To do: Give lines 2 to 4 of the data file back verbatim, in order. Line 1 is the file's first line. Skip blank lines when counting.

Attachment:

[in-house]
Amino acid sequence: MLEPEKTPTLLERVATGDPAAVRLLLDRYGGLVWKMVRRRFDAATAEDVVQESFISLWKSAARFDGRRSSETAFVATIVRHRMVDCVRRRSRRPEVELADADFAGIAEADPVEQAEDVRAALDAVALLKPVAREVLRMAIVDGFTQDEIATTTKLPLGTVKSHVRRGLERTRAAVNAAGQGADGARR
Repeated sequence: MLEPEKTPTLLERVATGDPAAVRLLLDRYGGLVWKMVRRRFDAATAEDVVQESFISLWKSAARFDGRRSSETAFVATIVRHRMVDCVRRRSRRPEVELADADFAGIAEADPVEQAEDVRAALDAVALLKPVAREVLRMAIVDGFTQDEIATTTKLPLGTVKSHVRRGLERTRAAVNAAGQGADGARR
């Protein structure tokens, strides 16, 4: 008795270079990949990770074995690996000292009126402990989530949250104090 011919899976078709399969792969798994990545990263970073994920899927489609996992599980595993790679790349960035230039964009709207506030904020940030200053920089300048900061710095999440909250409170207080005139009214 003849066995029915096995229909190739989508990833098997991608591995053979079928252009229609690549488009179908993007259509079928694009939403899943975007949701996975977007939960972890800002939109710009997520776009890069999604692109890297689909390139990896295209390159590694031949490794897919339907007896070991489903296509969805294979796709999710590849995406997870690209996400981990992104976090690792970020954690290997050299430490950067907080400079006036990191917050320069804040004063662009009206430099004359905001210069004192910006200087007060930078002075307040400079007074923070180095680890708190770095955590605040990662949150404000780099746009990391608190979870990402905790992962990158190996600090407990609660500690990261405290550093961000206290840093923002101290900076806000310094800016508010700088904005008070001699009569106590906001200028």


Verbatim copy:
Amino acid sequence: MLEPEKTPTLLERVATGDPAAVRLLLDRYGGLVWKMVRRRFDAATAEDVVQESFISLWKSAARFDGRRSSETAFVATIVRHRMVDCVRRRSRRPEVELADADFAGIAEADPVEQAEDVRAALDAVALLKPVAREVLRMAIVDGFTQDEIATTTKLPLGTVKSHVRRGLERTRAAVNAAGQGADGARR
Repeated sequence: MLEPEKTPTLLERVATGDPAAVRLLLDRYGGLVWKMVRRRFDAATAEDVVQESFISLWKSAARFDGRRSSETAFVATIVRHRMVDCVRRRSRRPEVELADADFAGIAEADPVEQAEDVRAALDAVALLKPVAREVLRMAIVDGFTQDEIATTTKLPLGTVKSHVRRGLERTRAAVNAAGQGADGARR
């Protein structure tokens, strides 16, 4: 008795270079990949990770074995690996000292009126402990989530949250104090 011919899976078709399969792969798994990545990263970073994920899927489609996992599980595993790679790349960035230039964009709207506030904020940030200053920089300048900061710095999440909250409170207080005139009214 003849066995029915096995229909190739989508990833098997991608591995053979079928252009229609690549488009179908993007259509079928694009939403899943975007949701996975977007939960972890800002939109710009997520776009890069999604692109890297689909390139990896295209390159590694031949490794897919339907007896070991489903296509969805294979796709999710590849995406997870690209996400981990992104976090690792970020954690290997050299430490950067907080400079006036990191917050320069804040004063662009009206430099004359905001210069004192910006200087007060930078002075307040400079007074923070180095680890708190770095955590605040990662949150404000780099746009990391608190979870990402905790992962990158190996600090407990609660500690990261405290550093961000206290840093923002101290900076806000310094800016508010700088904005008070001699009569106590906001200028």